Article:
A facility provided by the Fed allowing Depository Institutions to lend reserve cash to the Fed overnight (in exchange for a security, often Treasury Bills) in order to receive interest on the deposited cash. Is a type of Open Market Operation.

The Fed borrows money from the bank overnight and provides a treasury security or low risk corporate debt as collateral. The Fed then pays interest on this borrowed cash overnight. At the end of the term (night), the Fed gets the security back and the bank gets the principle and interest back, ultimately allowing it some return on reserves that would otherwise not have any return.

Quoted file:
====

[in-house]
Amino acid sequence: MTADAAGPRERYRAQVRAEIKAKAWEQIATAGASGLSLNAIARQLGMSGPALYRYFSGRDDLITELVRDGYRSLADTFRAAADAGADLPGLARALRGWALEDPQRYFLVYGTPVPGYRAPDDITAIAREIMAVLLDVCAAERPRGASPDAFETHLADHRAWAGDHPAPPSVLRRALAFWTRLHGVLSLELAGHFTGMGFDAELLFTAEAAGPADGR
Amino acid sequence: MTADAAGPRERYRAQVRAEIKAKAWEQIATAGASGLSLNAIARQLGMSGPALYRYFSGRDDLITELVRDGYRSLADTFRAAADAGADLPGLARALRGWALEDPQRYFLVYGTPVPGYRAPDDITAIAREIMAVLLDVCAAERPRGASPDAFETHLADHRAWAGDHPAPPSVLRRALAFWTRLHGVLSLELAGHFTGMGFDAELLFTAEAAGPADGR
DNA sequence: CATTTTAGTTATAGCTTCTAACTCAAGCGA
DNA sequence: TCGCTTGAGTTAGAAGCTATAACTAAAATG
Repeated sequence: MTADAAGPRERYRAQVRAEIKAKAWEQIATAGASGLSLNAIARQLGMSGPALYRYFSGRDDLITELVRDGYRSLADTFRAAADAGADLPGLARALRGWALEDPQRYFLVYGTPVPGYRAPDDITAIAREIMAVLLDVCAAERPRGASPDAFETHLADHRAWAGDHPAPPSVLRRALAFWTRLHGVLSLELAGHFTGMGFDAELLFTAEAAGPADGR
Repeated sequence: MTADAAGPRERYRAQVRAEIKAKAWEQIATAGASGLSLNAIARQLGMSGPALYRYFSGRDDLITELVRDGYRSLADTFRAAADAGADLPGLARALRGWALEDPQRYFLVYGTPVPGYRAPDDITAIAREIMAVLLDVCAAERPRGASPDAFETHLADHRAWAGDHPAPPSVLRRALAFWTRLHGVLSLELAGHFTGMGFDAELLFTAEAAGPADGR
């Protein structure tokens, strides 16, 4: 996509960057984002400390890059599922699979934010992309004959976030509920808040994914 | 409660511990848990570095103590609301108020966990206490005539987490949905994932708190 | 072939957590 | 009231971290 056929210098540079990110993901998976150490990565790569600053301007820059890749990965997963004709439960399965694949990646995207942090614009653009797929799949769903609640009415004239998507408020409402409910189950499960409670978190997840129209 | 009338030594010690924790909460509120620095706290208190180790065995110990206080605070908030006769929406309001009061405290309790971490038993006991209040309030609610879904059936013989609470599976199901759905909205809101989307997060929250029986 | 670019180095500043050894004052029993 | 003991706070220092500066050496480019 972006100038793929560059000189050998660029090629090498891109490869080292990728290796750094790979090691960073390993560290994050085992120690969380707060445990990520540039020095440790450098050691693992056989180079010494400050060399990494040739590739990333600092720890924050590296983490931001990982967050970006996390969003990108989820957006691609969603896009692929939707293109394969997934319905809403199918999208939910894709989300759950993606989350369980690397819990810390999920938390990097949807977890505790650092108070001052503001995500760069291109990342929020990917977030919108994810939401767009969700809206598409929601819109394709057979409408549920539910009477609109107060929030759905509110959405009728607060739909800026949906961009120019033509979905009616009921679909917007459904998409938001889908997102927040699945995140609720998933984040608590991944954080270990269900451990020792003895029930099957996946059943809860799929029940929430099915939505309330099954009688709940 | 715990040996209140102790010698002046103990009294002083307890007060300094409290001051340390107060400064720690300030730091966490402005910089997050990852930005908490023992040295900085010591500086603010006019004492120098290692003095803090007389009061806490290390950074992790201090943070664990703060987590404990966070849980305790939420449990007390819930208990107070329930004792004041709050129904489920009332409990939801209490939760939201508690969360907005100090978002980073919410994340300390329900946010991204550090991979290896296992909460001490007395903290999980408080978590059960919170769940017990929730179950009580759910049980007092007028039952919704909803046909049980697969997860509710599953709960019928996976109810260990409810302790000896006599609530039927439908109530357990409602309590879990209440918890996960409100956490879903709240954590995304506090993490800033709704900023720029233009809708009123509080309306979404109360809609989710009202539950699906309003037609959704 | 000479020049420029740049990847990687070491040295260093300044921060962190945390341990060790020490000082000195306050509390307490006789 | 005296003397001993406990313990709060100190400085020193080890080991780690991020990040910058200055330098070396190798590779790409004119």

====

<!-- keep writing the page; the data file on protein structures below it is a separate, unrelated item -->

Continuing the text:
History of the rate charted: